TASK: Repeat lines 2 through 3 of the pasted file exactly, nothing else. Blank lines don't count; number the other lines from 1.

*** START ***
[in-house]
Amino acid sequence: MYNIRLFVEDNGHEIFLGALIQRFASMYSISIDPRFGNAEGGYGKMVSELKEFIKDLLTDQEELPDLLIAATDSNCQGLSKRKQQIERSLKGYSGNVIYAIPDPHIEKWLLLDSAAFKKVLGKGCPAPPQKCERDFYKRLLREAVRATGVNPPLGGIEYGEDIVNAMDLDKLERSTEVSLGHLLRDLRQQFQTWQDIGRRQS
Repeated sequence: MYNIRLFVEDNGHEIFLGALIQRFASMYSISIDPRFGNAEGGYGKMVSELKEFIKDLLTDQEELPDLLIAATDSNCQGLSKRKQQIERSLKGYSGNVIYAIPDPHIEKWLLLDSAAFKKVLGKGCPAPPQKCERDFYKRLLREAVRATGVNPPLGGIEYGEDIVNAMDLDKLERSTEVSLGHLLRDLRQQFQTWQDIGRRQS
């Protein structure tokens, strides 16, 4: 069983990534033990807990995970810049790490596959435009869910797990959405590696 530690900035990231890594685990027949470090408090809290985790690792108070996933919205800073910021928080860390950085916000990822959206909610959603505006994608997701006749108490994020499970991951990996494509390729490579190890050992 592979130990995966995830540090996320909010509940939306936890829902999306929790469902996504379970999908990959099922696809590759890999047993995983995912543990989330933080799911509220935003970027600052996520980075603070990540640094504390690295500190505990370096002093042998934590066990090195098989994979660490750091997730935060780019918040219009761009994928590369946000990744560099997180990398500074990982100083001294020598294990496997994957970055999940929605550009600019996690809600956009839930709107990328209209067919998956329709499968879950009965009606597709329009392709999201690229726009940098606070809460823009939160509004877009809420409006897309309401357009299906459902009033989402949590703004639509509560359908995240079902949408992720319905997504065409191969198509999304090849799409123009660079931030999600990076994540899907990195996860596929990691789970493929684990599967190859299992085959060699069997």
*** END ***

Amino acid sequence: MYNIRLFVEDNGHEIFLGALIQRFASMYSISIDPRFGNAEGGYGKMVSELKEFIKDLLTDQEELPDLLIAATDSNCQGLSKRKQQIERSLKGYSGNVIYAIPDPHIEKWLLLDSAAFKKVLGKGCPAPPQKCERDFYKRLLREAVRATGVNPPLGGIEYGEDIVNAMDLDKLERSTEVSLGHLLRDLRQQFQTWQDIGRRQS
Repeated sequence: MYNIRLFVEDNGHEIFLGALIQRFASMYSISIDPRFGNAEGGYGKMVSELKEFIKDLLTDQEELPDLLIAATDSNCQGLSKRKQQIERSLKGYSGNVIYAIPDPHIEKWLLLDSAAFKKVLGKGCPAPPQKCERDFYKRLLREAVRATGVNPPLGGIEYGEDIVNAMDLDKLERSTEVSLGHLLRDLRQQFQTWQDIGRRQS